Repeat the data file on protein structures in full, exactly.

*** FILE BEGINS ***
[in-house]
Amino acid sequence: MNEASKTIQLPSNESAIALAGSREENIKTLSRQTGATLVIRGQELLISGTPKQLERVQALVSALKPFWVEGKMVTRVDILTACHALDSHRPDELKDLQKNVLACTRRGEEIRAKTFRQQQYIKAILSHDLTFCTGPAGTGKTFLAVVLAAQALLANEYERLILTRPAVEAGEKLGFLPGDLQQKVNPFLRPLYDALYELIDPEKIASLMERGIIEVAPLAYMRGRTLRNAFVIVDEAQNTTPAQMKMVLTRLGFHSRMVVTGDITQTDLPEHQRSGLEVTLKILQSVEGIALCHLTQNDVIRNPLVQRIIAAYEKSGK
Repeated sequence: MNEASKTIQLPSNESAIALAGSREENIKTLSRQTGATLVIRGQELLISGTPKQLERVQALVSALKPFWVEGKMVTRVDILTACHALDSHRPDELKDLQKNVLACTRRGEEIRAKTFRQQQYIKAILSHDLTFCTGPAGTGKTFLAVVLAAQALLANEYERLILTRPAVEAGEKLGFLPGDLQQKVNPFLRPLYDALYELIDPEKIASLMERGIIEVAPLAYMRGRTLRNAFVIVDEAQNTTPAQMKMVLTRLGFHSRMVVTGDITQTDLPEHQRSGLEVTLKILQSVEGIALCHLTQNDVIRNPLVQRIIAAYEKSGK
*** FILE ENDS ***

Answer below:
[in-house]
Amino acid sequence: MNEASKTIQLPSNESAIALAGSREENIKTLSRQTGATLVIRGQELLISGTPKQLERVQALVSALKPFWVEGKMVTRVDILTACHALDSHRPDELKDLQKNVLACTRRGEEIRAKTFRQQQYIKAILSHDLTFCTGPAGTGKTFLAVVLAAQALLANEYERLILTRPAVEAGEKLGFLPGDLQQKVNPFLRPLYDALYELIDPEKIASLMERGIIEVAPLAYMRGRTLRNAFVIVDEAQNTTPAQMKMVLTRLGFHSRMVVTGDITQTDLPEHQRSGLEVTLKILQSVEGIALCHLTQNDVIRNPLVQRIIAAYEKSGK
Repeated sequence: MNEASKTIQLPSNESAIALAGSREENIKTLSRQTGATLVIRGQELLISGTPKQLERVQALVSALKPFWVEGKMVTRVDILTACHALDSHRPDELKDLQKNVLACTRRGEEIRAKTFRQQQYIKAILSHDLTFCTGPAGTGKTFLAVVLAAQALLANEYERLILTRPAVEAGEKLGFLPGDLQQKVNPFLRPLYDALYELIDPEKIASLMERGIIEVAPLAYMRGRTLRNAFVIVDEAQNTTPAQMKMVLTRLGFHSRMVVTGDITQTDLPEHQRSGLEVTLKILQSVEGIALCHLTQNDVIRNPLVQRIIAAYEKSGK